Coaches get closer as Twitter followers

Updated: July 15, 2009, 3:03 PM ET
By Ryan Corazza | Special to ESPN.com

For all the talk about Twitter being a recruiting tool for college coaches, it's still difficult to figure out which tweets are directed at which recruits, or if that's even happening at all.

[+] EnlargeTom Crean
David Stluka/Getty ImagesIndiana's Tom Crean has a hankering for hungry and humble warriors.

Sure, generic ones might appeal to any kid who might happen upon a coach's stream -- we've seen tweets about guys getting drafted in the pros, and how weight lifting is important to a program in the offseason -- but how do we know if this Gary Williams update about hanging out with Tiger Woods is directed specifically at a recruit Williams is targeting who loves Tiger, or if he's just tweeting for the heck of it?

That's the beauty of the service for coaches, though: public transparency. Maryland fans could enjoy it, Woods fans could find it interesting, and that specific recruit Williams is just dying to have could love it as well. We might never really know the whole story.

Further, coaches openly following recruits are extremely hard to come by on Twitter. On the basketball side, top-flight guys such as Bruce Pearl, Jeff Capel, John Calipari, Jamie Dixon, the aforementioned Williams and Ben Howland aren't following any up-and-coming recruits. Football follows suit as well: Pete Carroll, Lane Kiffin, Les Miles and Urban Meyer haven't chosen to follow a single high school kid on Twitter.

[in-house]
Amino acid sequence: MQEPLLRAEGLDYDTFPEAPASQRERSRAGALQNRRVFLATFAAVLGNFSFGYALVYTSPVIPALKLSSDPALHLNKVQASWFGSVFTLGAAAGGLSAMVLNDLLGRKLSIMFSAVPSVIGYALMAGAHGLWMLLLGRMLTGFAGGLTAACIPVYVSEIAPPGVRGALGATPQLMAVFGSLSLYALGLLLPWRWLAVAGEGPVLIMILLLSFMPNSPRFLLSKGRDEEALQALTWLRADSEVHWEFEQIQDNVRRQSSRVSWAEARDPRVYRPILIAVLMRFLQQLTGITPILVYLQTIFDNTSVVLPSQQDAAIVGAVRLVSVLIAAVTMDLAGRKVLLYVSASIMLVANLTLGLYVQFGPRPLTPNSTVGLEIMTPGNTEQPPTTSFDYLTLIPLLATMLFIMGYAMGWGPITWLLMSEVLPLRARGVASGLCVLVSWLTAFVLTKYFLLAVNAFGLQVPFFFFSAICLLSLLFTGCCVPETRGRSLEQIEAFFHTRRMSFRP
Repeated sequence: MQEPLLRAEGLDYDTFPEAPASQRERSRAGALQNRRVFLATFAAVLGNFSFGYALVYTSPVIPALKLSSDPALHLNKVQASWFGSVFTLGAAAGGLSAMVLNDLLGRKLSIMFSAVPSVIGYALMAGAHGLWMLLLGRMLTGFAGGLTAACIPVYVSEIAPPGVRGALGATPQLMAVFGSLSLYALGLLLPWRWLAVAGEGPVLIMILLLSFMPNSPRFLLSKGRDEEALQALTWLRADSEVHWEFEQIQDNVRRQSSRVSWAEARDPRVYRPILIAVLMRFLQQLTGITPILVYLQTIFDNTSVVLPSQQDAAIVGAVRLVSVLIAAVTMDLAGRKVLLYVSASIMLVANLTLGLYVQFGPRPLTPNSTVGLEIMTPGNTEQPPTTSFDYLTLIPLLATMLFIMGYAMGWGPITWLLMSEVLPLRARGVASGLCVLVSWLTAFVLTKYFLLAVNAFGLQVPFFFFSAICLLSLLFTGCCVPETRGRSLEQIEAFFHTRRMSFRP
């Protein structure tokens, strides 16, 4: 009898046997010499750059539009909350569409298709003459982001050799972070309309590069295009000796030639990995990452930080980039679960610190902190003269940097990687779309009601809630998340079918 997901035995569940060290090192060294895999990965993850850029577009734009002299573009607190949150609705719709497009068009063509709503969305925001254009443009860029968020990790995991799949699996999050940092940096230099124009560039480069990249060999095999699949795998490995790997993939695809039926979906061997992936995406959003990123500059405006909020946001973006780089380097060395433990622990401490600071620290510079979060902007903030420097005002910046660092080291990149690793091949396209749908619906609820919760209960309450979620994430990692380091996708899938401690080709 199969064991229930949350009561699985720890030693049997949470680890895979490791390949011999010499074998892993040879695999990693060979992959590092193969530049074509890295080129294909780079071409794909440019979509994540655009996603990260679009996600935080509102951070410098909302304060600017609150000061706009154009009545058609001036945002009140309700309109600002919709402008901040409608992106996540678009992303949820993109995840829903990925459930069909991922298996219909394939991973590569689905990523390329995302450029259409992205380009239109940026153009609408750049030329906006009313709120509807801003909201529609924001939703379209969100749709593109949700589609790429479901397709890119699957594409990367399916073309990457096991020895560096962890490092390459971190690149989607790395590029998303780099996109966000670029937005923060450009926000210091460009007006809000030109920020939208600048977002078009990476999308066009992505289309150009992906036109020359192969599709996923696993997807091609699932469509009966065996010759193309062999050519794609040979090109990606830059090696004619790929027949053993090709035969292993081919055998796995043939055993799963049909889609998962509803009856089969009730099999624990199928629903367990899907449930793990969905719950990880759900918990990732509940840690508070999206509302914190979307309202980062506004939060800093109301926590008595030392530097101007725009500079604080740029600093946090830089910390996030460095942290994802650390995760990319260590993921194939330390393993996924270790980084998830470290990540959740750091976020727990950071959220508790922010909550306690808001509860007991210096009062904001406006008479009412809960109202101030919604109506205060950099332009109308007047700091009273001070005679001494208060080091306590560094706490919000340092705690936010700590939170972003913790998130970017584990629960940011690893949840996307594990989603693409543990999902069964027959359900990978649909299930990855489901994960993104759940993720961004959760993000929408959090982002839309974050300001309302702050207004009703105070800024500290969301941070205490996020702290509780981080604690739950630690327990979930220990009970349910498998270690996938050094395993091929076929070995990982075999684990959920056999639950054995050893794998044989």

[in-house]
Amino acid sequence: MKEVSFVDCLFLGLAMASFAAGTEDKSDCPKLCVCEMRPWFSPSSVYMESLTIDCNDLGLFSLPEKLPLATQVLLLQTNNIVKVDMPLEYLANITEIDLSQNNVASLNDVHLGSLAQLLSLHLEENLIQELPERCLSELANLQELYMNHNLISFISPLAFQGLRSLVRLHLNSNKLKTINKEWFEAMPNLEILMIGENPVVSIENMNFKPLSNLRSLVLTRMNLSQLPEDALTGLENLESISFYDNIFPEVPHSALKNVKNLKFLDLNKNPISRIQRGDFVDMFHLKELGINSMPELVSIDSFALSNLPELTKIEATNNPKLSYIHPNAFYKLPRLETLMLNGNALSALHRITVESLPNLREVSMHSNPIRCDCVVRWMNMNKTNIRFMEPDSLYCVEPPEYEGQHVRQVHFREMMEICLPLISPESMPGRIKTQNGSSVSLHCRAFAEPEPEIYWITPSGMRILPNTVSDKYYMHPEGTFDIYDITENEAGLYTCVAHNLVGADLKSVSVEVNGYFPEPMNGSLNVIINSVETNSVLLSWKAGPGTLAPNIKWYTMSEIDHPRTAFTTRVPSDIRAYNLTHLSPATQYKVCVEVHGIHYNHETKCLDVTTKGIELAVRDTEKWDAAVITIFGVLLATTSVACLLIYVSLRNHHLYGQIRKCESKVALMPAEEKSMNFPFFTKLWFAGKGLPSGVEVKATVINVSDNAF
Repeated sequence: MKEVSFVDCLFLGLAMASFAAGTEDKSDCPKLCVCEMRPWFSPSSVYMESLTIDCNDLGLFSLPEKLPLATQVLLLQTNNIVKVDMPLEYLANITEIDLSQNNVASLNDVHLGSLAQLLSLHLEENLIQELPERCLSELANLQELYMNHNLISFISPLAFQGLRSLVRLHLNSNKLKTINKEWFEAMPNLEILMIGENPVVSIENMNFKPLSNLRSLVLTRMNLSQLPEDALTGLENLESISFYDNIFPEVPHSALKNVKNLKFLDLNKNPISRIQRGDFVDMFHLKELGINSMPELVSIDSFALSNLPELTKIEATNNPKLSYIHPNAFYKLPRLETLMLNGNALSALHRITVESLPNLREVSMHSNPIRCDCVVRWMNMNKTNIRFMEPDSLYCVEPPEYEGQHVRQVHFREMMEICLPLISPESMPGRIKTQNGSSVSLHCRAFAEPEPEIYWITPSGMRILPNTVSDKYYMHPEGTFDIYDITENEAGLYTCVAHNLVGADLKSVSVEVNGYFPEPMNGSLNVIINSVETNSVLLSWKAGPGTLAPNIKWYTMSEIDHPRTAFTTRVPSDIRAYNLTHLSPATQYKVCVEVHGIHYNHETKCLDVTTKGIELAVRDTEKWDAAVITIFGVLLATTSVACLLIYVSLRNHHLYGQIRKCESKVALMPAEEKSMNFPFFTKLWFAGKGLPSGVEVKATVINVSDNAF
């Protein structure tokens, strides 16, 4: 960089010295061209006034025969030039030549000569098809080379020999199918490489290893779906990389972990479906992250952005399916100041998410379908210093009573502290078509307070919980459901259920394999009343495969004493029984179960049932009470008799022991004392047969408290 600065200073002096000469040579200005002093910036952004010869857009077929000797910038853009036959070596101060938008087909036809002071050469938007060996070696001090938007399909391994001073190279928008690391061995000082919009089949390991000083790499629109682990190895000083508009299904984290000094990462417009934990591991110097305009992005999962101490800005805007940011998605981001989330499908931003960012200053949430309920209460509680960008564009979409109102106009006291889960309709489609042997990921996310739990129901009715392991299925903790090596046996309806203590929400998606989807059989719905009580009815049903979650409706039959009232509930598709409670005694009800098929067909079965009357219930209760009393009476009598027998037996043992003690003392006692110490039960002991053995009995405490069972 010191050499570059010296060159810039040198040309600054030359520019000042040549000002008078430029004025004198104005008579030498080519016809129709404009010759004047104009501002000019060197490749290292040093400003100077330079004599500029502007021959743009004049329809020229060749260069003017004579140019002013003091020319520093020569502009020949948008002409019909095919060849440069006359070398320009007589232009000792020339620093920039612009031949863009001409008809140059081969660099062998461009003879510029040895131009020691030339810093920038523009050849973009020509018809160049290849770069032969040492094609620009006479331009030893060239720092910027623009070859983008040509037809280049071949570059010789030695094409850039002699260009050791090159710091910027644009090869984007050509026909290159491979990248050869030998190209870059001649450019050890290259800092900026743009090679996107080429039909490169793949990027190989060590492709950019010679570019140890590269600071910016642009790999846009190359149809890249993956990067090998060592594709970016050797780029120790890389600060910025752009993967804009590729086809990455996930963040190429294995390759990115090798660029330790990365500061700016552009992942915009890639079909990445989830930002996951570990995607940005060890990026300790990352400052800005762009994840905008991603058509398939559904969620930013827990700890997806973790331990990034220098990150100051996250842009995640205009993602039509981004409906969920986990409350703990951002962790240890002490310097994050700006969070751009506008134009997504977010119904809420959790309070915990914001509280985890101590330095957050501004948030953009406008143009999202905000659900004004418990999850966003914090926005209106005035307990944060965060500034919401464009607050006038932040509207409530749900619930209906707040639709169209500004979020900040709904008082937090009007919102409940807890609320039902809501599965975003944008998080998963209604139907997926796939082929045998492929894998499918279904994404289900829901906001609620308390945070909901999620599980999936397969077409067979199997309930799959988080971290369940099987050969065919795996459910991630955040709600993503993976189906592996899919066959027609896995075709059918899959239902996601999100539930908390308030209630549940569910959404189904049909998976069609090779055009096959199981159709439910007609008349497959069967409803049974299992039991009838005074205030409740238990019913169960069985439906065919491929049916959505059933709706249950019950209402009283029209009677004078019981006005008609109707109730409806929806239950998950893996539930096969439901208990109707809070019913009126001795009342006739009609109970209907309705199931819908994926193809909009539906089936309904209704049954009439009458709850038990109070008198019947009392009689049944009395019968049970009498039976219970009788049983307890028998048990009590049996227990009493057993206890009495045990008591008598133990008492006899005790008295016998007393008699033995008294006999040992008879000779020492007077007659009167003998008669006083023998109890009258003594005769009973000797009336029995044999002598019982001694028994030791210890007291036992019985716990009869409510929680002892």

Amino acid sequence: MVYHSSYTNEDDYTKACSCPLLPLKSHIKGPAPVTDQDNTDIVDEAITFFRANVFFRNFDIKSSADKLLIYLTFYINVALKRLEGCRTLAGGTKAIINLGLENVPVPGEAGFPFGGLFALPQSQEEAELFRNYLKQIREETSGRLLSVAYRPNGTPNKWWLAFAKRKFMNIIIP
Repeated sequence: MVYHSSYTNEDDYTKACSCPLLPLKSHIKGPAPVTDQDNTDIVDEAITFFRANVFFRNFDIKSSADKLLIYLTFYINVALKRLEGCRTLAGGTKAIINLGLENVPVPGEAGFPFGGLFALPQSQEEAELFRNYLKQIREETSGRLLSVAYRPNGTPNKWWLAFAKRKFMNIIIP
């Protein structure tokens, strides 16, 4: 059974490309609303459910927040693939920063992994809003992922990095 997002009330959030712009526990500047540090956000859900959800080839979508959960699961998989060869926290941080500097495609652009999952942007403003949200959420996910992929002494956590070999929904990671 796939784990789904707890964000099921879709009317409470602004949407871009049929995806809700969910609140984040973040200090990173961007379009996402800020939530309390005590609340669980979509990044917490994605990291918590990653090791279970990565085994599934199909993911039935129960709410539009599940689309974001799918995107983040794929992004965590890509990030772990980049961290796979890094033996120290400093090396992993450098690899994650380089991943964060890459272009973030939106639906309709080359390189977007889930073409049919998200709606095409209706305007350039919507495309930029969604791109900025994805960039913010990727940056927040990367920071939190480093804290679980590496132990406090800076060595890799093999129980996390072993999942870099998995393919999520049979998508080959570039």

This could simply be because their targets aren't on Twitter. Data about teenagers using the service are scarce, and a recent report (not based upon solid numbers) stating teens don't use it has been highly debated. Also, perhaps coaches believe there's no reason to draw any more attention to their specific recruiting efforts. Remember, coaches are free to follow recruits, they just can't reply or communicate with them publicity on Twitter -- only direct messaging (a private conversion) is permissible, because the NCAA views that as e-mail, which is legal.

One man bucking this trend is Indiana's Tom Crean. It's no secret he and his staff have been going hard after Kyrie Irving, a point guard out of St. Patrick's in Elizabeth, N.J. The ESPNU100 rankings have him as the No. 9 recruit in the 2010 class. Not only does Crean follow Irving, there's been at least one instance of Crean directly pandering to Irving. After Irving tweeted "hungry and humble for more," Crean later followed with: "We need CONSISTENT TOUGHNESS AND CONFIDENDT COMPETITORS! We need HUNGRY and HUMBLE WARRIORS!"

Notice the use of hungry and humble in both of those? It's likely not a coincidence. If other coaches are being mostly covert or generic in their recruiting efforts on Twitter, this Crean example is anything but. And there's absolutely nothing wrong with it. There are no rules against it; that tweet exists in the gray area of recruiting efforts on Twitter.

It's clear Irving is rather active on the service. He's been updating nearly every day during his summer basketball regimen. If Crean is going to peek his head in on Irving, why wouldn't he do it on Twitter, a service Irving is obviously engaged on?

If the Hoosiers land Irving, score one for micro-blogging at least having some influence. If not? Crean, and Irving, will continue to tweet away.

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